"My Efforts to Become a Lawyer" (Lippincott's Magazine, February 1888, pp. 215-29)
"How I Ran for the Presidency" (National Magazine, Vol. 17, No. 6, March 1903, pp. 728-33)
"The Central American Peace Congress and an International Arbitration Court for the Five Central American Republics" – "Paper presented by Belva A. Lockwood of Washington, D.C., to the 17th International Peace Congress in Caxton Hall, London, England, July 31, 1908, as a delegate of the District of Columbia, and of the Universal Peace Union …" (15 p.)
"A Complete List of All the Treaties Entered into by the United States with the Various Nations of the World from the Foundation of the Republic until July 15, 1893. Compiled for the Universal Peace Union by Belva A. Lockwood. (27 p.)"Peace and the Outlook" (August 27, 1899) (20 p.)
|12||Photocopies of three articles written by Belva Lockwood. Mixture of typed and hand-written material that includes articles from newspapers that had been glued to the pages on which some of the notes are written. (Dates: May 18, 1902, Oct. 7, 1904, and n.d.)
Item published in an undated national weekly newspaper: "A Peace Manifesto. Poster Interdicted by Austria-Hungary Sent to Mrs. Lockwood"
Articles written by Belva Lockwood or about Mrs. Lockwood, including:
"Women in Politics" (American Journal of Politics, Vol. 2, April 1893, pp. 385-7)
"The Political Aspect of the World's Columbian Exposition: Its Peace Side (American Journal of Politics, Vol. 3, July 1893, pp. 107-10)
"The Congress of Law Reform" (American Journal of Politics, Vol. 3, September 1893, pp. 321-33)
"Letter from Mrs. Belva A. Lockwood. Washington, D.C., May 28, 1911" (The Peacemaker, Vol. 27-30, 1908-1911, pp. 152-3)"Speech" (The Peacemaker, [Vol. 27-30, 1908-1911?], pp. 58-9)
|13||Royalton Historical Society. Royalton Reflections (Edition 14, Nov. 1988). Newsletter includes article on Belva Lockwood with list of sources used in writing the article and photocopies of Mrs. Lockwood and Alfred H. Love, the candidate for vice president on the Equal Rights Party ticket.|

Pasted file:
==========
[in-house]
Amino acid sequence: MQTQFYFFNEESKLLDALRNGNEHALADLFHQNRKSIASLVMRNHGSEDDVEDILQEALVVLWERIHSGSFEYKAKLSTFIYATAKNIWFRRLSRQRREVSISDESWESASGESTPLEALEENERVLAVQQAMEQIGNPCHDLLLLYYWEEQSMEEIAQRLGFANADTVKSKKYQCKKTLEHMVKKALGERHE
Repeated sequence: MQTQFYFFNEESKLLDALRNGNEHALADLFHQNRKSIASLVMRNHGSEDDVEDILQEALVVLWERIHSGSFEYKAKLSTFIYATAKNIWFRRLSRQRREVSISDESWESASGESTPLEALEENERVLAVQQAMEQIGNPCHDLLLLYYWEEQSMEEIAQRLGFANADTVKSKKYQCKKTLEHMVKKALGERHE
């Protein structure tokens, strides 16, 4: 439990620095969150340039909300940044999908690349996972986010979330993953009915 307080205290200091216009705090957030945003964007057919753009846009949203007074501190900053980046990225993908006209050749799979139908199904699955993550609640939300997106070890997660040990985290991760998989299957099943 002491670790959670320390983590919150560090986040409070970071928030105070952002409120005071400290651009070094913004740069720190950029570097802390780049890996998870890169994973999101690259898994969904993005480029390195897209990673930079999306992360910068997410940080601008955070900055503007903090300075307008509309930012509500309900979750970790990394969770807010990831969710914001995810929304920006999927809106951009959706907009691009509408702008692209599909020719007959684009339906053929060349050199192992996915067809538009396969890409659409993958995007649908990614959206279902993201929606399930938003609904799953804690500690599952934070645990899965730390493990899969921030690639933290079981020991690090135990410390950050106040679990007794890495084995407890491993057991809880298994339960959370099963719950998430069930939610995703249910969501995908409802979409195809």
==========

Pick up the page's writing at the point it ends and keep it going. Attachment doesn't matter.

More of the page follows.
|14||Photocopy of History of the First Thirty-Five Years of the Science Costume Movement in the United States of America: Outline of Woman's Sanitary Efforts thru Rezisting Fashon as the Arch Enemy of All That Sustanes Life and Liberty, and Proof ov the Tru Basis ov Those Efforts for Fizical, Mental and Moral Helth [spellings as they were on the title page] by Mary E. Tillotson (Vineland, N.J.: Weekly-Independent Book & Job Office, 1885) (131 p.)|
|15||Photocopy of "On Trial for Voting: A Study of Susan B. Anthony," a piece "taken from the stenographic Official Report of the proceedings at the trial of Susan B. Anthony in Rochester, N.Y., for voting for President Grant" that was performed by Helen Potter. (Potter, Helen. Helen Potter's Impersonations. (New York: E.S. Werner, 1891), pp. 12-16; the book is part of a series: Werner's Readings and Recitations, No. 27)|
|16||Photocopy of Calisthenics for the School, Family, and Health Establishments by Catharine Esther Beecher. "Belva [attributed] her good health and longevity to exercise. She used this book when teaching girls [how to] exercise, which was controversial at that time. 1850s." – Handwritten note on photocopy.|